There’s no national park quite like the Florida Everglades. The largest subtropical wilderness in the United States, this breathtaking park sprawls over 1.2 million acres and is home to five different types of habitat that encompass a wetland, swamp, mangroves, lake, river and prairie. Everglades National Park has been declared a World Heritage Site, International Biosphere Reserve and Wetland of International Importance. Located not far from Miami, you can visit it on a day trip or spend several days exploring its many natural wonders.
Best Time to Visit the Everglades
The Everglades National Park is open year round under normal circumstances. It’s hot and humid from April through October making it more challenging to explore during late spring and summer. From November through March, the weather cools down, with late fall and winter the ideal time to visit.
What to See in the Everglades
Home to numerous national preserves, there’s lots to see and do in the Everglades. Here are some top regions you won’t want to miss.
Big Cypress National Preserve
Located about 45 miles west of Miami along the Tamiami Trail, Big Cypress National Preserve spans 720,000 acres and is larger than the entire state of Rhode Island. It’s a popular spot for alligators who line the canal banks and reign in the swamp, particularly along the 25-mile Loop Road that leads off the main highway into the deep Everglades.
Audubon’s Corkscrew Swamp
Journey into the heart of the western Everglades and discover the largest stand of old-growth cypress trees on the planet in the Corkscrew Swamp Sanctuary. These living giants tower more than 135 feet (41 meters) in height and nearly 40 feet (12 meters)in circumference. This ruggedly beautiful ecosystem is also home to hundreds of alligators, otters, white-tailed deer, red-bellied turtles, wading birds and songbirds. Take a stroll along the 2.5-mile-long boardwalk through the beautiful Corkscrew wilderness for an unforgettable experience.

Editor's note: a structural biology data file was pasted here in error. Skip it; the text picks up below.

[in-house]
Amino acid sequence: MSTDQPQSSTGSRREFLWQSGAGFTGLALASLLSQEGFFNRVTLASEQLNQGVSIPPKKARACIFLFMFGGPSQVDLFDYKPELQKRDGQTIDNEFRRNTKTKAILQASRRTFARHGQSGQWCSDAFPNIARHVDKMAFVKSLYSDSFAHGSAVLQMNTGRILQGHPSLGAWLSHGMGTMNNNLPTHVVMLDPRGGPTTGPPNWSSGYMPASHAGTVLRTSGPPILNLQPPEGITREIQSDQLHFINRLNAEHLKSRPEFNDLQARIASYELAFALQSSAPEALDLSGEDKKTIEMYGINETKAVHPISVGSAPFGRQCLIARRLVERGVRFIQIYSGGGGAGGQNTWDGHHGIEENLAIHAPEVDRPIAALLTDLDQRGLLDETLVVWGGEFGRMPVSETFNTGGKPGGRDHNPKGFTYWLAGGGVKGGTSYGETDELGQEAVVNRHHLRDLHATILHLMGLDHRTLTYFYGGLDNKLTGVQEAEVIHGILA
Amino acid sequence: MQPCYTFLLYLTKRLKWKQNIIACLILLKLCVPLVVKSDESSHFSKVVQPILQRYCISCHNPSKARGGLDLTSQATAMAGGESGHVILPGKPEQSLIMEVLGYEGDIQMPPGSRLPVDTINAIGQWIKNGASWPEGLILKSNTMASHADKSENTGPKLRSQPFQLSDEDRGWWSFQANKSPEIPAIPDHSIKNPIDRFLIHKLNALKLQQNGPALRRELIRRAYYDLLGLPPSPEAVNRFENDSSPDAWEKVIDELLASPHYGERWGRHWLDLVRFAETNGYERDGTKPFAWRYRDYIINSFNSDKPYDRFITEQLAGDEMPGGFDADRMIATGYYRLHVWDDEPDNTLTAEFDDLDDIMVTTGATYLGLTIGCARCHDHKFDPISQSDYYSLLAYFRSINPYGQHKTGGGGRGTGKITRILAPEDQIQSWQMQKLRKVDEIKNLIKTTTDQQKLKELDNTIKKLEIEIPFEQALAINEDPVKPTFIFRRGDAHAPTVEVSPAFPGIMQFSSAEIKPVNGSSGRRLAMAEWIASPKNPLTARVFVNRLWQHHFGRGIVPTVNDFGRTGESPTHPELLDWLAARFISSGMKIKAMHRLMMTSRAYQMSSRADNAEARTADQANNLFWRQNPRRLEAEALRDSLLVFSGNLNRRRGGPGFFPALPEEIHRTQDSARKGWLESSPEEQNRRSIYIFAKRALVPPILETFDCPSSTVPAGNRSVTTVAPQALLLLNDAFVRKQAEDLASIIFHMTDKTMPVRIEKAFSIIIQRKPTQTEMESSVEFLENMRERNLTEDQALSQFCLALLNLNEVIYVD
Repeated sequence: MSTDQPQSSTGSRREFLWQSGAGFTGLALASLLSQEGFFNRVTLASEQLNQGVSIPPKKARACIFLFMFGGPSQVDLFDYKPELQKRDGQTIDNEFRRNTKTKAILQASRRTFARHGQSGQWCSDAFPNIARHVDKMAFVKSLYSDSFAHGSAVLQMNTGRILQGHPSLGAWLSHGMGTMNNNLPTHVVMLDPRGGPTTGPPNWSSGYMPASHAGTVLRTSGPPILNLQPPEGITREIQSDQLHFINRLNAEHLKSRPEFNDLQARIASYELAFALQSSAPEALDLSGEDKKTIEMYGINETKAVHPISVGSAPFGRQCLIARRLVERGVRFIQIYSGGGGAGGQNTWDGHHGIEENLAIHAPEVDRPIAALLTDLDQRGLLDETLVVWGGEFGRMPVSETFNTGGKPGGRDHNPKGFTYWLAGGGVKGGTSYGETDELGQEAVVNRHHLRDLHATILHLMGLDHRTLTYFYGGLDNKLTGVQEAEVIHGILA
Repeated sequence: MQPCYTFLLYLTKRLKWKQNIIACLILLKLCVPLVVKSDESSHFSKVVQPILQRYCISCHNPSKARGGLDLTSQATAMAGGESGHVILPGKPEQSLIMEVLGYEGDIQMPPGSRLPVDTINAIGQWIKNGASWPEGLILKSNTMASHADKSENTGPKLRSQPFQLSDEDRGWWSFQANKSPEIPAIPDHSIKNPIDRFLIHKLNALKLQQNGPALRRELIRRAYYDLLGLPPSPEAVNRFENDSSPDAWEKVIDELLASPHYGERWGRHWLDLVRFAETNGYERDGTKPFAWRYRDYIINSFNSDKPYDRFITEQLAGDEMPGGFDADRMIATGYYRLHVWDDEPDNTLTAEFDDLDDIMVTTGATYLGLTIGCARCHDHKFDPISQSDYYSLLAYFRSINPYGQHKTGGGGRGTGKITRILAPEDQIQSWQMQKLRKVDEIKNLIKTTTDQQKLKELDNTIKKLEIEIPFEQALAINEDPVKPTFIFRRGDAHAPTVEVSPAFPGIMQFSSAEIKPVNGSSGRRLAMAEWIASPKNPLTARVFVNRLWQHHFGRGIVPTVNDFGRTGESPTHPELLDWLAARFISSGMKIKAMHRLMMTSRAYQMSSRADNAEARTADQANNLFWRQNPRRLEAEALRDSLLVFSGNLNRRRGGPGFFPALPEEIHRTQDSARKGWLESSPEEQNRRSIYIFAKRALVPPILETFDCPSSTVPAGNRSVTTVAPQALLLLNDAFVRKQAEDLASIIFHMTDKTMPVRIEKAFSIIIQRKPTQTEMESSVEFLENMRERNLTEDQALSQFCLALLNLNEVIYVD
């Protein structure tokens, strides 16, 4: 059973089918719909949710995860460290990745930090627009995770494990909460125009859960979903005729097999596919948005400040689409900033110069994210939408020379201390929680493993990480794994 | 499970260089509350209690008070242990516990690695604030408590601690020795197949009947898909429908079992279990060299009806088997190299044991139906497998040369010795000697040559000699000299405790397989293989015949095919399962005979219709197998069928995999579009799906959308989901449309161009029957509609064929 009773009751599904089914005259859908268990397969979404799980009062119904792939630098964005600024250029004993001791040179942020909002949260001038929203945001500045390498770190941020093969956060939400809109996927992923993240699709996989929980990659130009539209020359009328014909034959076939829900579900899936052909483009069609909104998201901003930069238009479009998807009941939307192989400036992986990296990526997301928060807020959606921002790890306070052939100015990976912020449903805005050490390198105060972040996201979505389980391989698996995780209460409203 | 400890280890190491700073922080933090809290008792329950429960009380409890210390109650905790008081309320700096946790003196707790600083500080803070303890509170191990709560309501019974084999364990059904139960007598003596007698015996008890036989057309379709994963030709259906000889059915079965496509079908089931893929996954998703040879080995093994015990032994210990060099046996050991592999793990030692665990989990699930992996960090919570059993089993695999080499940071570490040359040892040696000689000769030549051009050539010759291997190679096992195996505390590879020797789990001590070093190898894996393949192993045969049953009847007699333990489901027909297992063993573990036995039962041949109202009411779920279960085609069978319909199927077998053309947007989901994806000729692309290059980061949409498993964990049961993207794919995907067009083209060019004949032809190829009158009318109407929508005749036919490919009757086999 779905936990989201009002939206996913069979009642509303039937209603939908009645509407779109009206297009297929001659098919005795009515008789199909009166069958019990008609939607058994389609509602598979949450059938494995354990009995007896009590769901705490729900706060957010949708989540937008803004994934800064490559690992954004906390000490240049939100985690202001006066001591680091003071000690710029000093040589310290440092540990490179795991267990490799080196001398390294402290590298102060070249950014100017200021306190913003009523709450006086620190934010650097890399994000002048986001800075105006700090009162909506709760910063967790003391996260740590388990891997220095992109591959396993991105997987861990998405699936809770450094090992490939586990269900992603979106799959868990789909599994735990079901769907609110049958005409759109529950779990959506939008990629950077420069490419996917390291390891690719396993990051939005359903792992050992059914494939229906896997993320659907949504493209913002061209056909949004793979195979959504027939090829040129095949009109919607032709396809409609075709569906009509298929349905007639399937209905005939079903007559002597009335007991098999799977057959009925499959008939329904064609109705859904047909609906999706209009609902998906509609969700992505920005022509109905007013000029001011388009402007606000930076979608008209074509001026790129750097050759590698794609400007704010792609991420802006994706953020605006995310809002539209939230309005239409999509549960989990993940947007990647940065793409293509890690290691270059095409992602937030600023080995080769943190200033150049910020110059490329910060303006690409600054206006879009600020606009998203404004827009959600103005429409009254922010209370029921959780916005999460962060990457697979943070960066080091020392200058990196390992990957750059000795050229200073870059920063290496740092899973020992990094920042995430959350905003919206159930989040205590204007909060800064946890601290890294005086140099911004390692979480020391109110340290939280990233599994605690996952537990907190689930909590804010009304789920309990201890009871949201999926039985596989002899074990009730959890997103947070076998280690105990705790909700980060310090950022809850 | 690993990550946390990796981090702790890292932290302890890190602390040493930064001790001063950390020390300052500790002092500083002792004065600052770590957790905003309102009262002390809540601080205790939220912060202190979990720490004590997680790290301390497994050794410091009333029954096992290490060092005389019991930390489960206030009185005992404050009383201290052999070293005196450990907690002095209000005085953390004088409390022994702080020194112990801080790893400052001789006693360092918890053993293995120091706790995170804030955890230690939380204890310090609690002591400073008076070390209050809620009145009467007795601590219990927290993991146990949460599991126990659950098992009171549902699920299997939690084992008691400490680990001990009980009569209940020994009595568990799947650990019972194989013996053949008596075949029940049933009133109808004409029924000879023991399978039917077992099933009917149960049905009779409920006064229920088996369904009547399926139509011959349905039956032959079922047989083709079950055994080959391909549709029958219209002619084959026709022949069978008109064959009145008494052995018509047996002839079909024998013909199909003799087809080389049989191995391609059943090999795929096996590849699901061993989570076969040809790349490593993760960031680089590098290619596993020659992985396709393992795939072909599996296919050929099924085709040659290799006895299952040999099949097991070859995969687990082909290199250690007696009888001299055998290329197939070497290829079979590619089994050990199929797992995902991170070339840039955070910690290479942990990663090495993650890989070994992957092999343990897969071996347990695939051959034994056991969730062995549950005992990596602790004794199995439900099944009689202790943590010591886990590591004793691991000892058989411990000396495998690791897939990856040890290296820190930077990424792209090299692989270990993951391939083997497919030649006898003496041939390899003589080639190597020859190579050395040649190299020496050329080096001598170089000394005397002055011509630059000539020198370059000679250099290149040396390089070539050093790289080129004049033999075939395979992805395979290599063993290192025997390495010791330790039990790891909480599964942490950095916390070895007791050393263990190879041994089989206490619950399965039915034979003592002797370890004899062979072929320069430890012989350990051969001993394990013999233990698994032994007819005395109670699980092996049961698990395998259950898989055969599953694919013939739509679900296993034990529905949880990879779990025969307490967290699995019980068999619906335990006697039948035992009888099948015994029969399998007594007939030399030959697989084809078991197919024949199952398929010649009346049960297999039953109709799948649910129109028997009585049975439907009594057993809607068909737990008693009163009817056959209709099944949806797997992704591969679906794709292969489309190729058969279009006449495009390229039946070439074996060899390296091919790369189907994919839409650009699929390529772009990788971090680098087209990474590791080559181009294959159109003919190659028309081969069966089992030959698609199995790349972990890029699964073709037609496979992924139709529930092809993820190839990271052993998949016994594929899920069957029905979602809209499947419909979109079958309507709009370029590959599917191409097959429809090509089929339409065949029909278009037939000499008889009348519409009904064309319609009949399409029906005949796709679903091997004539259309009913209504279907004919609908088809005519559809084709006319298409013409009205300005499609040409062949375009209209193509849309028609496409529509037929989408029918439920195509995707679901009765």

Florida’s largest state park, Fakahatchee Strand Preserve spans 120 square miles and is home to rare flora and fauna. More native orchid species, including the rare Ghost Orchid, grow in this wilderness than anywhere else in the United States. Rare species such as the American crocodile and West Indian manatee live in the waterways to the south, while Florida black bears, Everglades mink and elusive Florida panthers inhabit other regions of the park. While here, be sure to enjoy a swamp walk to experience Fakahatchee Strand’s unique ecosystem.
Ten Thousand Islands
Enjoy the tranquil wilderness of Florida Bay on a boat cruise through the 35,000-acre Ten Thousand Islands National Wildlife Refuge. The name is a misnomer but the area is home to a couple hundred scenic keys. Experience twisting through channels with the largest mangrove forests in North America.
Best Ways to See the Everglades
There are many boardwalks and walkways for taking scenic strolls through the Everglades. The Anhinga Trail is one of the most popular and goes through a 0.8 mile (1.3 km) paved and boardwalk trail through a small section of wetlands. Or, take a long stroll along the 15-mile (24 km) paved trail that twists past small creeks and a tropical forest in Shark Valley.
No visit to the Everglades is complete without a guided airboat tour. Explore this unique ecosystem gliding through the water and encounter breathtaking panoramic views with alligators, native flora and fauna, as well as other exotic wildlife in their natural habitat. For an extra day of adventure, try an airboat tour that also includes a cruise along Biscayne Bay for a memorable view of Miami.
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